some town in czech
some town in czech
  • CWT diaries #2
    • 04/10/2013
Where was I up to? ah yes day 6.
BTW being in a cosy hostel with a log fire and rain pattering against the window is not exactly inspiring me to run back into the boggy, buggy hills tomorrow, even though I know its the final push to the north coast (should take four days to Durness)

So day 6: a slow trudgy start across rough heather, past a stalking lodge and then reaching a ridge I got my first view of the dramatic peaks of Torridon - looking like they were capped with snow but later turned out to be a combination of white rocks and lichen.
Descending into Strathcarron hoping for an ice cream but nothing doing so onwards along a tranquil stretch of river before a brisk 500m ascent to end the day, which my legs were none too excited about!
The thing with this part of the world is that all the climbs start at sea level, so if a peak shows at 500m, that's what you climb, not like in those namby pamby Cairngorms!
Joyous to find a flat piece of grass amidst the rocky terrain of the Beleach Ban, camped under clear skies to be woken at 3am by a ridiculously bright sickle moon and starry sky. nice.
So nice that it was tempting to stay up there for the whole morning, admiring the sunny views, but better to take advantage of the continuing good weather so off we go.

And the scenery managed to get even more stunning as I circled up to the waterfall at Sail Mhor, a bowl of towering ridges behind it and a huge expanse in front as wide glens opened up in three directions. Epic.

Finished the day at Kinlochewe and stopped in the bunkhouse for the day off my muscles were demanding.

Day 8, rejuvanted and easy tracks, but the scenery not so amazing, another sunny day though.

Day 9, a sluggish start requiring a mars bar break in the first half an hour. The clouds gathered and the wind picked up to 30mph.
After crossing two yes two roads, and zig zagging up through the forest from Inverael, I was back in isolated upland valley territory in Glen Douchary, where the river cuts through a beautiful little gorge, not what you'd expect to find up there!
Arrived in the evening at Knockdamph bothy where I met a lovely lady from Ullapool named Sue, who was on a three day coast to coast trip and had a copious bag if walnuts!

Day 10. Lots of ominous dark clouds and it didn't take long for the drizzle to start, so I was looking forward to a rare lunchtime pint at Oykel Bridge. Unfortunately the hotel was closed up like a ghost town so nothing for it but to plod on.

And that brings us up to yesterday evening and that horrible wet night.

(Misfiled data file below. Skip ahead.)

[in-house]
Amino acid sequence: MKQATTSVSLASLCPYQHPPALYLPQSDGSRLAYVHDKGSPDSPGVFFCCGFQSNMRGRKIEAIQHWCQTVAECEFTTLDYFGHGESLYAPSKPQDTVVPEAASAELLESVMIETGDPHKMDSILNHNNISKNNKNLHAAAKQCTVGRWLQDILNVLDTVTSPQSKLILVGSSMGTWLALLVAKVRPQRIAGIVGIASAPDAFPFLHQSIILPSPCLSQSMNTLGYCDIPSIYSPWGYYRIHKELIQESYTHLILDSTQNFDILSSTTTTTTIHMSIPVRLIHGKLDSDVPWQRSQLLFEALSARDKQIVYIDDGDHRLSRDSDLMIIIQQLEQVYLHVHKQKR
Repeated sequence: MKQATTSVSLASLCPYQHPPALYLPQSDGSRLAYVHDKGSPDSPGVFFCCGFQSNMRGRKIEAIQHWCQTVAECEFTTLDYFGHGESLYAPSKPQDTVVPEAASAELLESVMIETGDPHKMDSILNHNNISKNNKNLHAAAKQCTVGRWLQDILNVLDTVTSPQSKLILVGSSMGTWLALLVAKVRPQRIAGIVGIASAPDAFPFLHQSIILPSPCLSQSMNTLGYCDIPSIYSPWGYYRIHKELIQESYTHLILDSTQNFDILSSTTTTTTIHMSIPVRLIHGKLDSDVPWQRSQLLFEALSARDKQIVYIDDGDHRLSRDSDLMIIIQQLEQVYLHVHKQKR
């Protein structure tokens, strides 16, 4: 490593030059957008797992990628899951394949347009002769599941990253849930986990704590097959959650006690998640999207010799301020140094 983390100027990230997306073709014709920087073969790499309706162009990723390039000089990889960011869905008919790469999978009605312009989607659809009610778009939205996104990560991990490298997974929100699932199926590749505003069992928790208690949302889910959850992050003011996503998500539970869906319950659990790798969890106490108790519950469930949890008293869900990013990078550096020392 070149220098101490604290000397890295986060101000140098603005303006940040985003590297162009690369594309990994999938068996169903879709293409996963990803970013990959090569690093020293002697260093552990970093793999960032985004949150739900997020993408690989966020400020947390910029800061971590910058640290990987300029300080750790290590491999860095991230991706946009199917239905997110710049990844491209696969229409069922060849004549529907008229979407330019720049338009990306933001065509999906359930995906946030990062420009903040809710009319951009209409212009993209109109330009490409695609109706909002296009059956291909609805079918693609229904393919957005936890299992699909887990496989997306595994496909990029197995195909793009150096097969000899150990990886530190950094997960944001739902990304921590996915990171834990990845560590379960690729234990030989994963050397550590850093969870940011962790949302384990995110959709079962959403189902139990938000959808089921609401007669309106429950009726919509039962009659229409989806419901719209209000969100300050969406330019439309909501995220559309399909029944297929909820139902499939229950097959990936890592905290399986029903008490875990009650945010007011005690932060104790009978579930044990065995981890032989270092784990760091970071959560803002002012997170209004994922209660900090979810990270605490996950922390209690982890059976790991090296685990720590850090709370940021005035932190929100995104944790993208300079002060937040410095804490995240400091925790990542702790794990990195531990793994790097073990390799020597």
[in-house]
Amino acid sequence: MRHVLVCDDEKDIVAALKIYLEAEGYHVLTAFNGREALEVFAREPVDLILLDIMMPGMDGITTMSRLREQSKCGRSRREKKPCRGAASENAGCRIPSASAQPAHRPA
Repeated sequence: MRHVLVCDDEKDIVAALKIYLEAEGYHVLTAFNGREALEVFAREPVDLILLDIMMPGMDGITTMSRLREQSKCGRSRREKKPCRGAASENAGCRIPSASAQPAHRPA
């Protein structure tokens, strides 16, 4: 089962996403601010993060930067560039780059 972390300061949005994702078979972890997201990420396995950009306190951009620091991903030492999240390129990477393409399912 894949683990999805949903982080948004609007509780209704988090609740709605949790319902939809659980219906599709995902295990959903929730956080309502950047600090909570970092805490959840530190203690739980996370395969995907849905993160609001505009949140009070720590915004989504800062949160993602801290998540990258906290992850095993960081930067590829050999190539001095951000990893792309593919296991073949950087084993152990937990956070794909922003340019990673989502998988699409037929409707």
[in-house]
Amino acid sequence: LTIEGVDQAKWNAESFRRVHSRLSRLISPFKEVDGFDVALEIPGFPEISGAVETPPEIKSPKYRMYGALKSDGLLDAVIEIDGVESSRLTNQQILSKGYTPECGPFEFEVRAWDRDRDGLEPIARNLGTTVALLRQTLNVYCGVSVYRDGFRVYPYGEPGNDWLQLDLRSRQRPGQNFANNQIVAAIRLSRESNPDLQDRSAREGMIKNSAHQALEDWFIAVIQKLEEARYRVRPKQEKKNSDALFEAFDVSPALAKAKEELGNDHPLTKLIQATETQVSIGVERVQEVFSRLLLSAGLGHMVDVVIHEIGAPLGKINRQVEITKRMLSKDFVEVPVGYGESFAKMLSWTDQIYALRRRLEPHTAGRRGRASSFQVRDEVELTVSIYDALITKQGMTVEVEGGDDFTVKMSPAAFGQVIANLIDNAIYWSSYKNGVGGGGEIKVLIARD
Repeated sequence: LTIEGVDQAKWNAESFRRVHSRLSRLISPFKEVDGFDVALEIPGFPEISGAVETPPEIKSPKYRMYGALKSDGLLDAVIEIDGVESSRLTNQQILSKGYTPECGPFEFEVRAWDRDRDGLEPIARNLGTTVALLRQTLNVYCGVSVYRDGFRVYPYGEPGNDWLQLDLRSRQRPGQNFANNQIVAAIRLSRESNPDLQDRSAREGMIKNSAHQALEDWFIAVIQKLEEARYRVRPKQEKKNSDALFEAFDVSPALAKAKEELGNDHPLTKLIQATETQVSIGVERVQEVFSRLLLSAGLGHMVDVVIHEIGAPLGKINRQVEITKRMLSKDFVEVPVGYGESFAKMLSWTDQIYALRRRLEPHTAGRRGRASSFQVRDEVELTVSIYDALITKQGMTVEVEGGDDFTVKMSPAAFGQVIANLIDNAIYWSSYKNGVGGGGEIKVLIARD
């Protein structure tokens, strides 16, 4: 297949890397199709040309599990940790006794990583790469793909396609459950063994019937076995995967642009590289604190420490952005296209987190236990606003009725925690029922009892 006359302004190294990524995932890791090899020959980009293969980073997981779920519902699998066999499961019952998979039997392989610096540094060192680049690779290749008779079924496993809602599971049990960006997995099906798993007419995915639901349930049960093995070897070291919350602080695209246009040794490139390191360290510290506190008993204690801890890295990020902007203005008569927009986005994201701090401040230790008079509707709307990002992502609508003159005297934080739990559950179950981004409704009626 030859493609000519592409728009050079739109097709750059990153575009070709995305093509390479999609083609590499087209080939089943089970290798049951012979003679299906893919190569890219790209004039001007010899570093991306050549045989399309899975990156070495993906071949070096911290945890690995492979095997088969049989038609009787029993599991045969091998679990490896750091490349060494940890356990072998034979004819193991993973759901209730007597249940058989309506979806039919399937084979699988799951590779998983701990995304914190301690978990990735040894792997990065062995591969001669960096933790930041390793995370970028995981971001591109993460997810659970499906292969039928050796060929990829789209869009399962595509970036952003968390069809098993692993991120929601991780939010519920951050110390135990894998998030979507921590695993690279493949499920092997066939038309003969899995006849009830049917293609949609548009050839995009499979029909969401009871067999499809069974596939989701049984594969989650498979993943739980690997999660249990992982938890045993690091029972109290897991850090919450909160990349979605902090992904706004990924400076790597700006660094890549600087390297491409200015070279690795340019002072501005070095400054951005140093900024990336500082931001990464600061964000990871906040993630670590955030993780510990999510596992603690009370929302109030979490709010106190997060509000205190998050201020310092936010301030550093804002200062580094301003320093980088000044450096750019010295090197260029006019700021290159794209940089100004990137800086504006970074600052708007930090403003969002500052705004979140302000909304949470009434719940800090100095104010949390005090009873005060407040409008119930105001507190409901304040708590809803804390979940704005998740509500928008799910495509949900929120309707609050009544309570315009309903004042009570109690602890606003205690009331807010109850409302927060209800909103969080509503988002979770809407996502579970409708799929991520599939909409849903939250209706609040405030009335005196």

So the headlines are - tough underfoot, but plenty of good photos and splendid isolation, inspiring freedom, - but hiking up here isn't a game, you are miles from another person and have to watch your feet!
  • Cape Wrath Travail
    • 04/10/2013
So now ten days in!
Yesterday was the first time it rained! But it rained good and proper and swamped my tent, soaking virtually everything. Fortunately my lilo-esque thermarest mat kept my sleeping bag above the tide line, and a short day today to reach Inchnadamph hostel and many radiators! Pity to have rushed through some nice scenery to get here though.

So a bit more of a recap:
Day one out of Fort William started with a quick ferry ride across the sea loch amidst the early morning mist, leaving me alone on the far shore with a hungry otter and eventually my first views of Ben Nevis.
An easy days walk for 21 miles ending with a night in an old fashioned railway sleeping car at Glenfinnan, a rather unique hostel.

Day two I started late due to watching a steam train cross the majestic viaduct, which led to a rather dicy dusktime descent to Souris bothy, where I battled mice all night, eventually losing a small bag of trail mix.

Day three didn't get easier, mainly trackless, soggy ground with a follow your nose approach to navigation required and some tricky scrambles, although rewarded with great views and solitude.

Day four was Barisdale to Shiel Bridge, starting with a nice walk along to Kinloch Hourn and then a surprisingly enjoyable 700 m ascent.
Wild camped and was kept up half the night by stags barking and grunting. They sound like dying cows.

Day five, a quick stop at the petrol station for biscuits and mars bars and then quick march to Glamoch Falls, with its 100m vertical drop.
"Don't look down" on this part of the path!
At the bottom a postcard perfect loch with highland cattle posed in front, and then another hustle to reach Maol Bhudie bothy, where two lads from Colchester, Rob & Will, had a welcome fire going. They were walking an alternative CWT route as far as Ullapool.

end of part one...


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